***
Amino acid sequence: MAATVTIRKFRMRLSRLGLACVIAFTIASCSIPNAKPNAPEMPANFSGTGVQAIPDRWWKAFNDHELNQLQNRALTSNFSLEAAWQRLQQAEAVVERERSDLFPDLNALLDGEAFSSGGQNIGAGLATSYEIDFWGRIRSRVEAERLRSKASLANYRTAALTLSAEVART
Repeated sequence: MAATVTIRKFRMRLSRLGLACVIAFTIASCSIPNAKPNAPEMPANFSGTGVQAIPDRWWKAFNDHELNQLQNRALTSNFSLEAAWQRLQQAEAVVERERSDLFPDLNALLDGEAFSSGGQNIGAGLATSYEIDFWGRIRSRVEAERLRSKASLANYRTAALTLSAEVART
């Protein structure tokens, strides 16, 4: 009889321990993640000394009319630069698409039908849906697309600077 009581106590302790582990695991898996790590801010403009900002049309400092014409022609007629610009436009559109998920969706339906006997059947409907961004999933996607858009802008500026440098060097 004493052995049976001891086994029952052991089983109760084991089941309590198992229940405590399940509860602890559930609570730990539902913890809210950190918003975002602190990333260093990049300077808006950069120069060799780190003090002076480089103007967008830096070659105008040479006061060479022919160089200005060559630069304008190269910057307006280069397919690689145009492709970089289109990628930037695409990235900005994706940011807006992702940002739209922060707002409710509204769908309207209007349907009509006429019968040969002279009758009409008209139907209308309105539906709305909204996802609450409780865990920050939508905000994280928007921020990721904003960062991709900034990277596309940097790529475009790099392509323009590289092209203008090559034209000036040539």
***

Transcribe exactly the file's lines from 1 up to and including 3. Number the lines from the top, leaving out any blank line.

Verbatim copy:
Amino acid sequence: MAATVTIRKFRMRLSRLGLACVIAFTIASCSIPNAKPNAPEMPANFSGTGVQAIPDRWWKAFNDHELNQLQNRALTSNFSLEAAWQRLQQAEAVVERERSDLFPDLNALLDGEAFSSGGQNIGAGLATSYEIDFWGRIRSRVEAERLRSKASLANYRTAALTLSAEVART
Repeated sequence: MAATVTIRKFRMRLSRLGLACVIAFTIASCSIPNAKPNAPEMPANFSGTGVQAIPDRWWKAFNDHELNQLQNRALTSNFSLEAAWQRLQQAEAVVERERSDLFPDLNALLDGEAFSSGGQNIGAGLATSYEIDFWGRIRSRVEAERLRSKASLANYRTAALTLSAEVART
């Protein structure tokens, strides 16, 4: 009889321990993640000394009319630069698409039908849906697309600077 009581106590302790582990695991898996790590801010403009900002049309400092014409022609007629610009436009559109998920969706339906006997059947409907961004999933996607858009802008500026440098060097 004493052995049976001891086994029952052991089983109760084991089941309590198992229940405590399940509860602890559930609570730990539902913890809210950190918003975002602190990333260093990049300077808006950069120069060799780190003090002076480089103007967008830096070659105008040479006061060479022919160089200005060559630069304008190269910057307006280069397919690689145009492709970089289109990628930037695409990235900005994706940011807006992702940002739209922060707002409710509204769908309207209007349907009509006429019968040969002279009758009409008209139907209308309105539906709305909204996802609450409780865990920050939508905000994280928007921020990721904003960062991709900034990277596309940097790529475009790099392509323009590289092209203008090559034209000036040539």